Thanks for providing such an interesting problem. I got a few questions after doing some analysis:
The Rubik’s cube is weird in terms of coloring. It has two same color blues adjacent to a white face. Correct me if I am wrong.
(Important) provided the range of x, y, z between 0-360, there will be at least two sets of angles that can lead to the same orientation of Rubik’s cube (indirectly the simulated image). This can be corrected by limiting one angle (pitch, y) in general to lie between (0-180). Even by correcting so, there will be a gimbal lock problem (https://en.wikipedia.org/wiki/Gimbal_lock#In_applied_mathematics).
Assuming I throw have an “oracle” supervision to do prediction, half of the time my answer will be wrong due to reason-2. Let me know if it is not the case.
@bobthebuilder: That is indeed a valid concern raised especially in context of Gimbal lock.
We will post a fix to the data, and an update soon. Thanks for pointing this out, and for your patience.
@mohanty: Thanks for getting back. I have added 3 images to support my first query too. I will add evidence for 2-sets of angles (query-2) soon.
Cube image numbers:
left: 028917.jpg, center:028454.jpg, right:008041.jpg
Left cube: 330 < yRot < 360
Center cube: yRot ~ 0
Right cube: 60 < yRot < 90
All other angles are kept close to zero.
I hope this helps.
@bobthebuilder: I am not sure, if I correctly understand the images you have attached. But cant the L-R positioning of the Blue and White be affected if you are looking at it “from the top” or “from the bottom” of the cube ? Does that explain the images you mention here ?
Also, for generating the data, we use a simple 3d model of a Rubik’s cube. And here are some screenshots by manipulating the camera angles of the rubiks cube to help you get a proper view of the cube from all angles.
@mohanty: I agree with the effect of right-left based on viewpoint. But, in the previous post, I kept all other angles constant (close to zero) expect “Y”. So in that case, blue shouldn’t be visible in both right and left images.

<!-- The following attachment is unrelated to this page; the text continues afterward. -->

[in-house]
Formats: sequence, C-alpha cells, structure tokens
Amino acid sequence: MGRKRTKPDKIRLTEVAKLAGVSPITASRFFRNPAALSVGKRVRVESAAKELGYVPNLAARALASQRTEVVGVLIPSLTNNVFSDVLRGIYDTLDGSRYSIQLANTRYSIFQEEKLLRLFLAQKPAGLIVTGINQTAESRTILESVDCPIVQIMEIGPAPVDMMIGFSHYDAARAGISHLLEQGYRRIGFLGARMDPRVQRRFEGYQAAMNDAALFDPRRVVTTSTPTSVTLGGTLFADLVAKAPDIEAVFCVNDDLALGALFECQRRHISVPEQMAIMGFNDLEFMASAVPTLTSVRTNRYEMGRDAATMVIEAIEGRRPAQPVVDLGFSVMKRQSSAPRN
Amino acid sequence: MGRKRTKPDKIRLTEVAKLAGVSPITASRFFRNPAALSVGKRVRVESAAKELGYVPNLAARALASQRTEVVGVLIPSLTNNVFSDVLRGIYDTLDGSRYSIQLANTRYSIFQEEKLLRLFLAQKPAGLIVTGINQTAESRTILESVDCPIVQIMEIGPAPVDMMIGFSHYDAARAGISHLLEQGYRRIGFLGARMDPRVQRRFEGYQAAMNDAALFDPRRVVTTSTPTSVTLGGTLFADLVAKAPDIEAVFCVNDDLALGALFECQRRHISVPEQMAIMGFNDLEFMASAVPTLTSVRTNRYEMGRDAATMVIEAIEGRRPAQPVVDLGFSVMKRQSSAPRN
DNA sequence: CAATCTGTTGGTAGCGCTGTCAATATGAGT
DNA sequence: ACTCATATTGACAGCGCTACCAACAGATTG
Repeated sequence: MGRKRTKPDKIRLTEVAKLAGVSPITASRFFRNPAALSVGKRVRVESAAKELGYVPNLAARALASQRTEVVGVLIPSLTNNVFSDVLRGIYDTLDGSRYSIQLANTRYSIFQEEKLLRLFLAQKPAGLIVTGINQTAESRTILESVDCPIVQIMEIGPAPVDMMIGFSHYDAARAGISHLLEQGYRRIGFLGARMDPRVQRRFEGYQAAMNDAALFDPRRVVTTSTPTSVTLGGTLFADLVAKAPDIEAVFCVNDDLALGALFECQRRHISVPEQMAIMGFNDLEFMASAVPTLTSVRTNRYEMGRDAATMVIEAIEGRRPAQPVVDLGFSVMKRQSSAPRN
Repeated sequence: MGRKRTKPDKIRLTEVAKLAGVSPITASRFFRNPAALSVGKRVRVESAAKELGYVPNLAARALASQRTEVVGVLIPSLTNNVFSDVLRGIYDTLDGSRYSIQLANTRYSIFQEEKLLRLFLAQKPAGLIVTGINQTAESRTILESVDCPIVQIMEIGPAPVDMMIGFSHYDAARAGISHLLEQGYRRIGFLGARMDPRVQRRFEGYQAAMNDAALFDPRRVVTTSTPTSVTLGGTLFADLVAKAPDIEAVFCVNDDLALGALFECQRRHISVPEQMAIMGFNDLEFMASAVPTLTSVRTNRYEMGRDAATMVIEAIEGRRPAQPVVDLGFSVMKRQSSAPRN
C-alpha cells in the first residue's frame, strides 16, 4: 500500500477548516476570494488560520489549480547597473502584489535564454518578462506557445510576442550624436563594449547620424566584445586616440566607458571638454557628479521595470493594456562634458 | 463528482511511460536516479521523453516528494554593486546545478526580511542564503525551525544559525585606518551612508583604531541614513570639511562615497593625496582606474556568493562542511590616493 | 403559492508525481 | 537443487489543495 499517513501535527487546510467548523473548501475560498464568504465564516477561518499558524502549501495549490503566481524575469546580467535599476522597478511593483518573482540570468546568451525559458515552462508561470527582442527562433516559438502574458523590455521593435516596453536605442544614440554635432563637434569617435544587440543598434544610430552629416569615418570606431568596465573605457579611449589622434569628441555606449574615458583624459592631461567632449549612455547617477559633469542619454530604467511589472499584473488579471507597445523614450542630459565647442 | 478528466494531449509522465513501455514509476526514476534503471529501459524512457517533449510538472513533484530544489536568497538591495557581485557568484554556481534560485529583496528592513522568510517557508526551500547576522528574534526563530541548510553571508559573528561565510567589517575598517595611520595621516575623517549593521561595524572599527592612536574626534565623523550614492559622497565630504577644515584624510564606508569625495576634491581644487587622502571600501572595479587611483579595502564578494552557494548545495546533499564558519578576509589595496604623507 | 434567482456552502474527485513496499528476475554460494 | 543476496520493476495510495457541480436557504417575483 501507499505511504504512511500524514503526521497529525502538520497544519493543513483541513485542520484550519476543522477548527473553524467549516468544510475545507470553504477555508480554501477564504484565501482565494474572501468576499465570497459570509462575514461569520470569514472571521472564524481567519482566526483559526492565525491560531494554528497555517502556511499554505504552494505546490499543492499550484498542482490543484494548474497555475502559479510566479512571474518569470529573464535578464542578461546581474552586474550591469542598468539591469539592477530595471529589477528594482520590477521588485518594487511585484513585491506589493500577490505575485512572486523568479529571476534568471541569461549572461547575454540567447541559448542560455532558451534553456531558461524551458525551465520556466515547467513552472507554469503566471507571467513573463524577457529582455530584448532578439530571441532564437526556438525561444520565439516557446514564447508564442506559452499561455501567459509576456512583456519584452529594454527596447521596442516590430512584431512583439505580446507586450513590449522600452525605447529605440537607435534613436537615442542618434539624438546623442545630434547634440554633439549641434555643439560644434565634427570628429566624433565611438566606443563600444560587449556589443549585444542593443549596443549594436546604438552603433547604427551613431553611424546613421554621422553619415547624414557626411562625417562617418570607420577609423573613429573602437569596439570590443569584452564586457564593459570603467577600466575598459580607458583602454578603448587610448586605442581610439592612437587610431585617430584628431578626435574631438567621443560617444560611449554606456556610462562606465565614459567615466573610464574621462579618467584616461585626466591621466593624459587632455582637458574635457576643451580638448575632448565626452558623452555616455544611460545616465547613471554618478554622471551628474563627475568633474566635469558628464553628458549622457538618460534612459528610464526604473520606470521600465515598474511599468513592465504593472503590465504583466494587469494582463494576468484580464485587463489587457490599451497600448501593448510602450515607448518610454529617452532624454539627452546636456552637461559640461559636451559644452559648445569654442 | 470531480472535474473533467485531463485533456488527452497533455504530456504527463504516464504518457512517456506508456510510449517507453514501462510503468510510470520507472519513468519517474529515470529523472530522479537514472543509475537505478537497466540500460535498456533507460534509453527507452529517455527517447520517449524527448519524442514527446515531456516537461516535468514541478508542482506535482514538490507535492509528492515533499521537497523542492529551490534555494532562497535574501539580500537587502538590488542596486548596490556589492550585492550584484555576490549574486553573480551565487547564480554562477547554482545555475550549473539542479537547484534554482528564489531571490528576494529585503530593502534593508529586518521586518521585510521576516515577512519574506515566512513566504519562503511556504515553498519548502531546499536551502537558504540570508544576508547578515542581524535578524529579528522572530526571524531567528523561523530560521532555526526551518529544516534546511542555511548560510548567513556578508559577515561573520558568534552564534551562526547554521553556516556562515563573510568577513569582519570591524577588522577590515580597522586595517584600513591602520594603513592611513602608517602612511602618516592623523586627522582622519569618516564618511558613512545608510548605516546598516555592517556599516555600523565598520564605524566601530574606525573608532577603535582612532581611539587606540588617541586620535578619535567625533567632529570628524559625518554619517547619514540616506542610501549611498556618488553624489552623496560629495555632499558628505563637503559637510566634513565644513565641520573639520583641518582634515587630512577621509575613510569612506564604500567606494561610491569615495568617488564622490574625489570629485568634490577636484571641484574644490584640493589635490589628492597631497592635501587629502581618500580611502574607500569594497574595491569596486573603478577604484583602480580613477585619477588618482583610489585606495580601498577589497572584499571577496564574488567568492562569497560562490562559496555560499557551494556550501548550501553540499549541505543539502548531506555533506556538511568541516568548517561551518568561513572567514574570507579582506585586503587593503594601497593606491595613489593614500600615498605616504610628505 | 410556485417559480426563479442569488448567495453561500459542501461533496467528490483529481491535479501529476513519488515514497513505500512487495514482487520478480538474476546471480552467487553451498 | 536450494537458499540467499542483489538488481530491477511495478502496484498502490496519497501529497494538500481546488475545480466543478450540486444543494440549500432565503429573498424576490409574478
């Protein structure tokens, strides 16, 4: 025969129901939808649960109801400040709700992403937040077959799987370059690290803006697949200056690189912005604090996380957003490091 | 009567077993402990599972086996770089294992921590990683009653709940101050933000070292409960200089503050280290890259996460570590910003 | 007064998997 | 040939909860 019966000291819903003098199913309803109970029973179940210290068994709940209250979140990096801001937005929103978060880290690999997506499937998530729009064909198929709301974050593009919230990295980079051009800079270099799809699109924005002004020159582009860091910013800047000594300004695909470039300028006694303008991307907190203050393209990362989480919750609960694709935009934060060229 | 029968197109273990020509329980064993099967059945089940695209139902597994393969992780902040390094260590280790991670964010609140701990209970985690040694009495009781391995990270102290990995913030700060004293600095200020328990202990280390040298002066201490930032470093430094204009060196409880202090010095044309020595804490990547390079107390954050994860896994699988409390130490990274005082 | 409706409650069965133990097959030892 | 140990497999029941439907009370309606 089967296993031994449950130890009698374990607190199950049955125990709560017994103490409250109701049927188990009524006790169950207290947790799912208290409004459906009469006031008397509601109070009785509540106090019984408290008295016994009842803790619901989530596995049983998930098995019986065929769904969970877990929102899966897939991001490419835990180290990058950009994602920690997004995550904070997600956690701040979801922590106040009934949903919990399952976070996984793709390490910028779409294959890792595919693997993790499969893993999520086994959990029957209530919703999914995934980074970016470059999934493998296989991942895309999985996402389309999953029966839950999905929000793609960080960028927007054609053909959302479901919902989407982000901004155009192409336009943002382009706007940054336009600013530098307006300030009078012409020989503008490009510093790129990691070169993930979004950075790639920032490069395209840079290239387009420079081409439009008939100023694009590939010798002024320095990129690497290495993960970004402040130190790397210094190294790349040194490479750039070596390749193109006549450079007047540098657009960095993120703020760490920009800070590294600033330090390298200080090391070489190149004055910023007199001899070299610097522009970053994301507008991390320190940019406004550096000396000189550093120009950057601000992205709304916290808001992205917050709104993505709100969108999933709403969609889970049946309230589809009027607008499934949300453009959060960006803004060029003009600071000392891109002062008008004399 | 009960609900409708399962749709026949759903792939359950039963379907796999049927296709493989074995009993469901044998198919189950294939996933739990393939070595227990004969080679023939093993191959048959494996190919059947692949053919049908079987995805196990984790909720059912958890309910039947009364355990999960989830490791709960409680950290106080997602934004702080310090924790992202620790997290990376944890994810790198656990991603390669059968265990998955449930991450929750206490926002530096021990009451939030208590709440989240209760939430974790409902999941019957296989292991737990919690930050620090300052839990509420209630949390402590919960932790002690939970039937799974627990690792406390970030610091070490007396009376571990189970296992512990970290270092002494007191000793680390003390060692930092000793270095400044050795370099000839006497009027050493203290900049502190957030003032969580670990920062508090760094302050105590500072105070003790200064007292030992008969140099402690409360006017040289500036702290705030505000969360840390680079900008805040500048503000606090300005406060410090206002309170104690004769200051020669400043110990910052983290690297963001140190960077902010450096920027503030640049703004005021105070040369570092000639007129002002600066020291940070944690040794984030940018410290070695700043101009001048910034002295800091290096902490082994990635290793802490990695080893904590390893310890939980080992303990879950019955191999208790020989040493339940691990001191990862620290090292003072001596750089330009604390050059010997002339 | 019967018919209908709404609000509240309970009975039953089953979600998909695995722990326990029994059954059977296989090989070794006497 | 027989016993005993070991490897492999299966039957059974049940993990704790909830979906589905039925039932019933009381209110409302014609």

(minor point) I guess the cube used is different. It doesn’t have a cyan side as provided in training data. There was no yellow at all.
@bobthebuilder: No, we use the exact same model. In the dataset they are just rendered in openGL, and in the screenshots above, I quickly rendered it in Blender.
And also, the cube doesnt have a “cyan” face, its probably the blue face looking that way while taking into account the lighting and the material.
In any case, we are currently preparing a new version of the dataset. where we also simplify the problem a bit. So please expect an update from us within the next few hours.
@mohanty: Thanks a lot for update.
(suggestion) You can keep the dataset same but change the error metric in terms of Rotation-matrix or quaternion. You can re-eval all past-submissions too.
@bobthebuilder: I have posted an update on this problem here : [Important] Dataset + Problem Update
Thanks for all your inputs.
We also took the time to simplify the problem a bit more.
We could have temporarily solved the problem by ensuring that Gimbal Locks are not represented in the training and test sets. But on some initial exploration, we realised that most models would still struggle to learn properly in that loss landscape. Our whole goal to use Euler Angles was to make the notion of orientation intuitive for the participants. And trying to bring in Quaternions now would solve the problems here, but also increase the complexity of the task from a ML pov. So we would leave that for a future version of AIcrowd Blitz. In the meantime, we come up with a simplified problem statement, where the goal is to predict the orientation around an arbitrary axis that we used to generate the training and test set.